Well, algae is confirmed. While pouring in bleach I happened to spot a patch of the green stuff on the wall. After adding the bleach, I scrubbed the walls as well as I have in years 🙂. I’m a little perplexed about how it happened, as I’ve been more diligent about testing this year than any other year (not much else to do.) I’ve kept FC at 5 most of the summer, and it never dropped below 4. CYA has been at 70 since early summer. pH has always drifted, but has been kept in check, rarely exceeding 7.8. TA has been 70-80 all summer. First algae outbreak in many years! Gremlins.

Thanks again for the advice and support. I guess it’s about time I made a contribution. I’ve definitely gotten my money’s worth!
 

Newdude

Well-known member
Jun 16, 2019
4,441
NY
What is your runtime for the pump ? How many hours and when ? If there are sunny hours that the SWG is off it could easily eat 2 PPM and the same goes for bather load. The FC range is lower per CYA than the liquid chlorine chart because the SWG adds throughout the day little amounts at a time and the liquid users have to make it a full 24+ hours until the next dose. But a 2ppm window for you is cutting it super thin (even more so in TX)and doesn’t factor a weather event, incredibly hot day or busy swim day. Alot if us like to use the Liquid chlorine range for our SWG for the insurance. We like to 'run hot' and once you raise the FC level to the higher range, the SWG still adds its set amount for the day. It doesn't care if its raising you from 3-6 or 8-11. 3ppm is 3ppm. It only costs you a gallon and a half of liquid to bump up to 8ppm to start.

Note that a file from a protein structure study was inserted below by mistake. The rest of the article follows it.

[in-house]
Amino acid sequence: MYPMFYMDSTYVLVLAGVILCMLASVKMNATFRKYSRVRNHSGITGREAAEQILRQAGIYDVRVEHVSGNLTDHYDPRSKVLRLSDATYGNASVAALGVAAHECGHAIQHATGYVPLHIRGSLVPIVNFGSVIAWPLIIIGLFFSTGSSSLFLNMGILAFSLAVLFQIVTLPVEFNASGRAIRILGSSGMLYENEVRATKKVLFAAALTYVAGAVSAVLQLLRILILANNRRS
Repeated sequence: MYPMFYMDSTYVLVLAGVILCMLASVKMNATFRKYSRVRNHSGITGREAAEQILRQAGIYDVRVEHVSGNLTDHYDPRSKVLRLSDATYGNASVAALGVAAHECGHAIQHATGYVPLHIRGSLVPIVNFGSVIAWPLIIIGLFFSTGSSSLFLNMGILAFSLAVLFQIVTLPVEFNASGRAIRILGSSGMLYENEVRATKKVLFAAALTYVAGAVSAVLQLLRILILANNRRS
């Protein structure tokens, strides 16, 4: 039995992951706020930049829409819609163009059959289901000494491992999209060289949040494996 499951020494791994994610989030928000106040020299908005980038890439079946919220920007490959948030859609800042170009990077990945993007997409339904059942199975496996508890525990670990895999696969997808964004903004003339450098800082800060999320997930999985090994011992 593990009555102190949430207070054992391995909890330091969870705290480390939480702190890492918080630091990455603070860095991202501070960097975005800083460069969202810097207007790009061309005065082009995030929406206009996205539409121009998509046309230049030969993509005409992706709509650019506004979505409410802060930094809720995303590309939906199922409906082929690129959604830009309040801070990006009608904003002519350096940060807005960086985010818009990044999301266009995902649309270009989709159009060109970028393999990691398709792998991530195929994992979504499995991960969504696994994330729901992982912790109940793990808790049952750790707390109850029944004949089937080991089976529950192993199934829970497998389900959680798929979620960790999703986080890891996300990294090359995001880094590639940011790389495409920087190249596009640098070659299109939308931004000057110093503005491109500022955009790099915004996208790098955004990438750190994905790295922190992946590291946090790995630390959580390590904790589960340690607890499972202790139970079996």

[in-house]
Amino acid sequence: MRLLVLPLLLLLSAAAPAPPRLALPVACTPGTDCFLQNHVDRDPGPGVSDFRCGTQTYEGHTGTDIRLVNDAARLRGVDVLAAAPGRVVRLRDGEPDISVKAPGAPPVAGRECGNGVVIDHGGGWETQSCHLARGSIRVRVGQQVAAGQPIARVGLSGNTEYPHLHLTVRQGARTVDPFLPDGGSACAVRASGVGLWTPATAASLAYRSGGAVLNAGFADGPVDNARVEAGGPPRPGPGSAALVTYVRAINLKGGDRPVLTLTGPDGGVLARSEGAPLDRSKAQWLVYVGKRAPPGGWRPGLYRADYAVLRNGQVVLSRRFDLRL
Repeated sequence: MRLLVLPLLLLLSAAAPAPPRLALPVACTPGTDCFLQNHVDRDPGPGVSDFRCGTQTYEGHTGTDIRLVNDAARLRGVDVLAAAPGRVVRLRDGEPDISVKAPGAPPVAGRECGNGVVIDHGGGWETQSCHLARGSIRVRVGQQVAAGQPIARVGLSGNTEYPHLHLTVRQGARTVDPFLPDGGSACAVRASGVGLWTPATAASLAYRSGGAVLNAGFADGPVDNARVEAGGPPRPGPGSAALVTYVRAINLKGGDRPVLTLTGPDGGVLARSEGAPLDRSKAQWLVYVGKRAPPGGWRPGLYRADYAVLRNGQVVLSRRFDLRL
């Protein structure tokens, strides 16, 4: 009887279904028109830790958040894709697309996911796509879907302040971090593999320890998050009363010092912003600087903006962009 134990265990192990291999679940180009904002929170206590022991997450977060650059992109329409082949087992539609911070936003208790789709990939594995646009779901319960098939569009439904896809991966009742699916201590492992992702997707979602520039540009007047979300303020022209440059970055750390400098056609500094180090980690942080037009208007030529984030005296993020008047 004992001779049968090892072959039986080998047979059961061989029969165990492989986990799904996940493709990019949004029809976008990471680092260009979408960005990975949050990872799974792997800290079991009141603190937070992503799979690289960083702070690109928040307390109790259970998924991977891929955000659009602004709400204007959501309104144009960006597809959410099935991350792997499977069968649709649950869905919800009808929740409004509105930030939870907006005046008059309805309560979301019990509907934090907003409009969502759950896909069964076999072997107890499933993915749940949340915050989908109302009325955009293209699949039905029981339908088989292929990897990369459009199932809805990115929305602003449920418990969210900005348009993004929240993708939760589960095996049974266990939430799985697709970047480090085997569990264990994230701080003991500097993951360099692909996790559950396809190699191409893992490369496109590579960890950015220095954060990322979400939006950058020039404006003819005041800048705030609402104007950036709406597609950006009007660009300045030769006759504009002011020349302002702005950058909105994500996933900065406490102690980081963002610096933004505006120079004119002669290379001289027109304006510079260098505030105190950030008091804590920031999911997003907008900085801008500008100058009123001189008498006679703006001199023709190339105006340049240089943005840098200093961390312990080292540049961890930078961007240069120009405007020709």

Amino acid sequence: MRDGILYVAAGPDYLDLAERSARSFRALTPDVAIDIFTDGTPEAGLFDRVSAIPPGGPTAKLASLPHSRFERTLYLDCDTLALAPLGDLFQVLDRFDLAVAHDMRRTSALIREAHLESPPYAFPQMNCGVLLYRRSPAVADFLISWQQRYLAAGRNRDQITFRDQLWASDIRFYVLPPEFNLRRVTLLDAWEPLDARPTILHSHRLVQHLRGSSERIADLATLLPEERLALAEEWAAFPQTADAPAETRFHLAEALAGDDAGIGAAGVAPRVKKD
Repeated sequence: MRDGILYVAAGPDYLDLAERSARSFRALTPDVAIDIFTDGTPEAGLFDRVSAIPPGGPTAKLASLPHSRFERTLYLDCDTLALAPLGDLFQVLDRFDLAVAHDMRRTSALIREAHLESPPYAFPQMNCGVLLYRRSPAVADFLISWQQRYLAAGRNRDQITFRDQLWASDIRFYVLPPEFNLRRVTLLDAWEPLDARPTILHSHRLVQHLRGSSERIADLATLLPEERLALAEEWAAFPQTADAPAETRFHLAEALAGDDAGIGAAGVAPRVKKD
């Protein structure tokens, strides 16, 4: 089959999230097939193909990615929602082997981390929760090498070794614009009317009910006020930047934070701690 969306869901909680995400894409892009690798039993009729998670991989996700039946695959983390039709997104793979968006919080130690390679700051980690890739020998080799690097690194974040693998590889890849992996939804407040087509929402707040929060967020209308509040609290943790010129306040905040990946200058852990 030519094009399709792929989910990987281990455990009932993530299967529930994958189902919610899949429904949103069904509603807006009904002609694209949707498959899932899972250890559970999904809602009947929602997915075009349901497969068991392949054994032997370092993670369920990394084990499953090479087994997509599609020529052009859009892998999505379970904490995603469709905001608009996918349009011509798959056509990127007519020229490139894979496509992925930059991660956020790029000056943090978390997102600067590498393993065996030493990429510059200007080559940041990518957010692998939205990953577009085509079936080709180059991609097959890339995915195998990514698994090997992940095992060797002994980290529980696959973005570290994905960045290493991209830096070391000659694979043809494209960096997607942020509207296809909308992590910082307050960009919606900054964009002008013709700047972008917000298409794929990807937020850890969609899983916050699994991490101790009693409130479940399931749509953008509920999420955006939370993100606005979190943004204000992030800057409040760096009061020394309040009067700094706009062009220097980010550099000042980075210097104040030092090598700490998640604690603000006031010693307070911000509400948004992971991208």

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Wobblerlorri

Bronze Supporter
I run at the top end of my chlorine range, which is 8 ppm, and never let it drop below 6 ppm. While I have had to SLAM three times this season, they've all been relatively short SLAMs because I caught the bloom early.

I would suggest keeping your chlorine at the upper end of your range instead of constantly flirting with the low end.
 
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jark87

Silver Supporter
Jun 5, 2011
214
Flower Mound, TX
I like to keep the water on the cooler side, so when I was running the chiller, I was running 17 hours per day with the SWCG at 25-30%. I’ve been running the pump 15 hours per day for the past couple of weeks with the SWCG at 35%. You both mention that I’m at the bottom end of the FC range, but according to the chlorine/CYA chart, my FC range is 3-5. Since I maintain at 5, isn’t that the high end? I’ve been managing at this level for years with no algae issues, but can easily adjust up if that’s what I should be doing. I’m just curious as to the discrepancy with the chart and what I’m not reading correctly.

The one thing I quit doing this year was using a phosphate remover. I’ll be going back to that once my SLAM is over, but I’ll be using one of the products recommend on this site rather than the Leslies product.
 

Newdude

Well-known member
Jun 16, 2019
4,441
NY
I’ve been running the pump 15 hours per day for the past couple of weeks with the SWCG at 35%
So thats plenty of runtime if its all during daylight. If you have 9 hours of sunshine and only 2 FC to buffer while the pump is off during the day it is a problem waiting to happen. This year was particularly hot too. There were a few folks in TX and FL that went to 90 CYA and many more that went to 80.